Thursday, December 29, 2016

Manipulating Metaphors, Selling Products That Tell Stories And Using Narratives To Become More Productive

Three Items:
"political advisers have long known that if you manipulate metaphors, you can influence policy: Is a rise in crime portrayed as “a wild beast rampaging through the city that must be stopped” or as “a spreading virus infecting the city that must be stopped”? In one study in which people read one or another version of these two news accounts, the “beast” group recommended “catch-and-cage” solutions (lock ’em up), but the “virus” group recommended “remove-unhealthy-conditions” solutions (deal with poverty and joblessness)."
See Want to Get People to ‘Yes’? Follow the Lessons of Robert Cialdini’s ‘Pre-Suasion’: Carol Tavris explains why the most important part of an argument can be preparing the audience to receive it.
"Prof. Christensen has been developing this theory of “jobs to be done” for the past 15 years, and it has produced a range of insights. American Girl, for example, doesn’t just sell dolls, he says; because the company’s dolls come with a story, it is also selling an experience that represents times and places in U.S. history."
See Clayton Christensen Has a New Theory:When is a milkshake more than a beverage? The Harvard Business School professor on what drives consumer choices by Alexandra Wolfe.
"more productive thinking emerges when people tell stories about what is going on around them, whether their assignments and obligations are large or small. Constant narration helps people figure out how to focus their attention where it is needed."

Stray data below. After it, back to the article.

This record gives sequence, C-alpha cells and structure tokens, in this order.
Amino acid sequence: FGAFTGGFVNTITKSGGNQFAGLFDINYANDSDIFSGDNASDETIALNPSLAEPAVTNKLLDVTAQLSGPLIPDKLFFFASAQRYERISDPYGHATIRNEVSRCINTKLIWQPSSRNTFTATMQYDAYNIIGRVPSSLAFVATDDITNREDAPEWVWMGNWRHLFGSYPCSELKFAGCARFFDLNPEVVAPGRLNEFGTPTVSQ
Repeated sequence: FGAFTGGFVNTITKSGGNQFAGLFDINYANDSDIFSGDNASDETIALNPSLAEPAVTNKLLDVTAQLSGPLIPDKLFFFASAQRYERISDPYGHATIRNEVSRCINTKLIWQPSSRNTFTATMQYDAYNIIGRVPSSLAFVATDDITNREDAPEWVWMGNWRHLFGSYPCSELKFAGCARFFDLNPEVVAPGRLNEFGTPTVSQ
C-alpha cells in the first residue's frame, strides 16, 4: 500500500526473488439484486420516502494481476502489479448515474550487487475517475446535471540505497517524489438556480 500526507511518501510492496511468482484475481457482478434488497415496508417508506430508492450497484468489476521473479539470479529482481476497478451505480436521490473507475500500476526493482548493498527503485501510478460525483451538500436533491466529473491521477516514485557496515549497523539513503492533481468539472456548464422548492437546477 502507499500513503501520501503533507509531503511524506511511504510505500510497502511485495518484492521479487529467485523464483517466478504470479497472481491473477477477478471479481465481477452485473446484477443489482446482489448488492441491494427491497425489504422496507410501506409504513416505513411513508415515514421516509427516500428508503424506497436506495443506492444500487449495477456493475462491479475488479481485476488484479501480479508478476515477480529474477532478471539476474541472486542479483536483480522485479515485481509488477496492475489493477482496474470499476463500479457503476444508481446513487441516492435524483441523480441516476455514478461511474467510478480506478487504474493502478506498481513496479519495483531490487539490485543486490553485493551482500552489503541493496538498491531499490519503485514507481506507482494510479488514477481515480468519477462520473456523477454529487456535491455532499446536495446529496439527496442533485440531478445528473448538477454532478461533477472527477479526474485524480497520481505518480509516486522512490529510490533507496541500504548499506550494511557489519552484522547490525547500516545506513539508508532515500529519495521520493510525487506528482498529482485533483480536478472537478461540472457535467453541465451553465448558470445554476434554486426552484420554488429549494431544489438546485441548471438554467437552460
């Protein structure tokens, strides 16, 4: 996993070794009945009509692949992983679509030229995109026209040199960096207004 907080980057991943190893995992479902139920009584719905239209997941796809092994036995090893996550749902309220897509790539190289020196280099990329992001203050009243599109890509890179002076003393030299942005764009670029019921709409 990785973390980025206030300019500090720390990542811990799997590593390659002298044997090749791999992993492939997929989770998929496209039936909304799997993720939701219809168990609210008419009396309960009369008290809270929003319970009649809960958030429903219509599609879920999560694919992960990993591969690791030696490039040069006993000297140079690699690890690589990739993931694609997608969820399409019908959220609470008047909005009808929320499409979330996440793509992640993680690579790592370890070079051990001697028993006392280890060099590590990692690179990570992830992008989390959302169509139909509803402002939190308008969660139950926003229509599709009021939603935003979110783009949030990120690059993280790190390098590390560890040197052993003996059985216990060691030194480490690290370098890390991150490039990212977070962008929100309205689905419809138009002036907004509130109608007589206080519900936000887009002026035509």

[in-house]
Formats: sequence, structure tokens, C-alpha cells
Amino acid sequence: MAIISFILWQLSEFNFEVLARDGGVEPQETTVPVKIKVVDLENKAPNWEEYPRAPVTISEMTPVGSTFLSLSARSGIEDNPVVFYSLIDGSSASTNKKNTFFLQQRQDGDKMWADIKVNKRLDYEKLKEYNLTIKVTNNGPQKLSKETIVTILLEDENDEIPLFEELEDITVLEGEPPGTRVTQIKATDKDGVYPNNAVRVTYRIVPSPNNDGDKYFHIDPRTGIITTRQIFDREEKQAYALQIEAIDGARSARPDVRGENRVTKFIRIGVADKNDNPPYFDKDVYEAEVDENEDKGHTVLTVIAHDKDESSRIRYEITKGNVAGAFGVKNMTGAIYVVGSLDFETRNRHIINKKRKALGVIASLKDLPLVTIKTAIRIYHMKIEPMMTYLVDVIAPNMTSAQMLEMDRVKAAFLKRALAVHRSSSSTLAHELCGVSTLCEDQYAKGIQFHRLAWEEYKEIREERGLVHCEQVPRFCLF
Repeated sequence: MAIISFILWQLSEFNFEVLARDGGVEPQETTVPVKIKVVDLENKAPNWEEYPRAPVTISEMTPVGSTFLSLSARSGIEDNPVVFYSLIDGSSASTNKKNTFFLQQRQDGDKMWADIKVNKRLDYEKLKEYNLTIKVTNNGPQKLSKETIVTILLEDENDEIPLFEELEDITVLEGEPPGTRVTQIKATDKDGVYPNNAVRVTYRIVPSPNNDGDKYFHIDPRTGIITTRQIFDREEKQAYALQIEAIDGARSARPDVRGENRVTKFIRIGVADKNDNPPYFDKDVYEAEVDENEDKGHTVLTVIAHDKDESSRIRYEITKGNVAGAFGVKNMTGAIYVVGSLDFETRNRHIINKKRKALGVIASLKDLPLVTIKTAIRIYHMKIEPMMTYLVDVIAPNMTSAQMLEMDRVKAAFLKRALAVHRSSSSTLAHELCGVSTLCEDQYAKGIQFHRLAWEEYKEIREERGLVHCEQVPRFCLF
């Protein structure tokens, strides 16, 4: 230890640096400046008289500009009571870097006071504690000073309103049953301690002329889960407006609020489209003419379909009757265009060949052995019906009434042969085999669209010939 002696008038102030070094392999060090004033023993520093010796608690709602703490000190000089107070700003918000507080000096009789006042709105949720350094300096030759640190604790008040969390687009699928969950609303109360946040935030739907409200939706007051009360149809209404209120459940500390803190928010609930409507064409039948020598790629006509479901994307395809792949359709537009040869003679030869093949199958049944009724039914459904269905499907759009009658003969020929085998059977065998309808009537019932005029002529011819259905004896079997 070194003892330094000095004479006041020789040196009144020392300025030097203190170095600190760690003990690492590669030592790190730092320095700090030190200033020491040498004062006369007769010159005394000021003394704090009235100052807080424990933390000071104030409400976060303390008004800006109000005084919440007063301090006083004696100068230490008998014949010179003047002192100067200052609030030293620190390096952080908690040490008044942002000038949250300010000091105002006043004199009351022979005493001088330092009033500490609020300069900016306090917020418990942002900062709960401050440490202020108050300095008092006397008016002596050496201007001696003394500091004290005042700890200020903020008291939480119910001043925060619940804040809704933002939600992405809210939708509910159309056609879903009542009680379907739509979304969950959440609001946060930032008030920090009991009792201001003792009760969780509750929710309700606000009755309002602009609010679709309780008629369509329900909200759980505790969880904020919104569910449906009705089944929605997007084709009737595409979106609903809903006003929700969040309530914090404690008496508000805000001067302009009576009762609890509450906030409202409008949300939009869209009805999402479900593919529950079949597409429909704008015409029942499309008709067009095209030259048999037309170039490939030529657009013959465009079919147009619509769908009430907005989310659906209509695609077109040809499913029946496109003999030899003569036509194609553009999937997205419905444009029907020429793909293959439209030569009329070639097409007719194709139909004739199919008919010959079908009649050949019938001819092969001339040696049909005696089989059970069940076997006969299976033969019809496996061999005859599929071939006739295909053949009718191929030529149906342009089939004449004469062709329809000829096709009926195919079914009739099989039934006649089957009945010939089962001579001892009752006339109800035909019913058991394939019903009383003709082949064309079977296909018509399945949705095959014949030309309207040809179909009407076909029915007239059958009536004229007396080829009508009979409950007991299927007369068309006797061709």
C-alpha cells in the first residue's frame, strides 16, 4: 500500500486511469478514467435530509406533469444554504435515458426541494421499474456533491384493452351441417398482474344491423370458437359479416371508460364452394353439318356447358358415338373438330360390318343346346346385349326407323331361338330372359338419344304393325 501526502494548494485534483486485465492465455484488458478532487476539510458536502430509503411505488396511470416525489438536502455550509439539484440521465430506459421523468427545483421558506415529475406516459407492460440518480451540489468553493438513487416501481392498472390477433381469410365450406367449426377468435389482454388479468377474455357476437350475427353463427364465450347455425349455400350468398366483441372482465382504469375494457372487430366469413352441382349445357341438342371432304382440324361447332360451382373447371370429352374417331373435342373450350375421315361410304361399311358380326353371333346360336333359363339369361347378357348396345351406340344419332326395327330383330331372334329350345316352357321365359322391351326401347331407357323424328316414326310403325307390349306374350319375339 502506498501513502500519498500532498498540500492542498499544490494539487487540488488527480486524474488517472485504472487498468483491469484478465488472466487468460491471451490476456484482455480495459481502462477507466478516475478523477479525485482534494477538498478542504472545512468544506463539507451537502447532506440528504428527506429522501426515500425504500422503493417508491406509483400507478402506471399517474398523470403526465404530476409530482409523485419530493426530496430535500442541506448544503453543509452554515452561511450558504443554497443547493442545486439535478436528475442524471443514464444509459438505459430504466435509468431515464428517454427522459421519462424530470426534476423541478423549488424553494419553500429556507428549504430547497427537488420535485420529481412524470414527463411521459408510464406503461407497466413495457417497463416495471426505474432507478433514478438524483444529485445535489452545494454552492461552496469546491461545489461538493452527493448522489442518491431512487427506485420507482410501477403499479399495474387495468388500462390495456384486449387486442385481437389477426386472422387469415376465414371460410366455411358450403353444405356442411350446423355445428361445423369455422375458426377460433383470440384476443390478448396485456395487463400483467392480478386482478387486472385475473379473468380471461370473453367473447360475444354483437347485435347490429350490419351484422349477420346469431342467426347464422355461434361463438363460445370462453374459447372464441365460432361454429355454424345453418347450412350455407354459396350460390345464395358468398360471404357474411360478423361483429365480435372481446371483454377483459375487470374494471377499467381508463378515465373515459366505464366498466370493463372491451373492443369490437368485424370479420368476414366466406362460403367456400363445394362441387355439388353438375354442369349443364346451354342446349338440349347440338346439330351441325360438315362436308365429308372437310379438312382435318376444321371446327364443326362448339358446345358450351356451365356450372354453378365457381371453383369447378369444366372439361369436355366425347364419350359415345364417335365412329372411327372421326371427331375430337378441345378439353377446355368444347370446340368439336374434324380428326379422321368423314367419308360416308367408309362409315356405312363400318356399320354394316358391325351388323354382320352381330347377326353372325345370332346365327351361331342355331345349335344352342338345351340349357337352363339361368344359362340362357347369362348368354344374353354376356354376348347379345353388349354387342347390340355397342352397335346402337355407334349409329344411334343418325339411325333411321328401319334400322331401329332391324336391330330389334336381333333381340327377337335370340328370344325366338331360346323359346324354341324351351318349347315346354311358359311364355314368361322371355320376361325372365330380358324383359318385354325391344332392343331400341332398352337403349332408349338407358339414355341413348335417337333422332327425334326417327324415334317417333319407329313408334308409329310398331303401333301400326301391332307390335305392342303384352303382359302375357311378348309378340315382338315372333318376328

"My father was saying what science now confirms. To truly be productive, it’s best to create your own narrative."
See Habits of Highly Productive People By Amy Dockser Marcus. It is a review of the book Smarter Faster Better By Charles Duhigg.

Tuesday, July 5, 2016

Storytelling is linked to the ability to be a good provider

See Why Good Storytellers Are Happier in Life and in Love: Studies find the way people tell their own stories has an outsize effect on their life satisfaction by Elizabeth Bernstein of the WSJ. Being a "good provider" is certainly related to economics. Excerpt:
"The results were the same across all three studies: Women rated men who were good storytellers as more attractive and desirable as potential long-term partners. Psychologists believe this is because the man is showing that he knows how to connect, to share emotions and, possibly, to be vulnerable. He also is indicating that he is interesting and articulate and can gain resources and provide support.

“Storytelling is linked to the ability to be a good provider,” because a man is explaining what he can offer, says Melanie Green, an associate professor in the department of communication at the University at Buffalo and a researcher on the study. The men didn’t care whether the women were good storytellers, the research showed."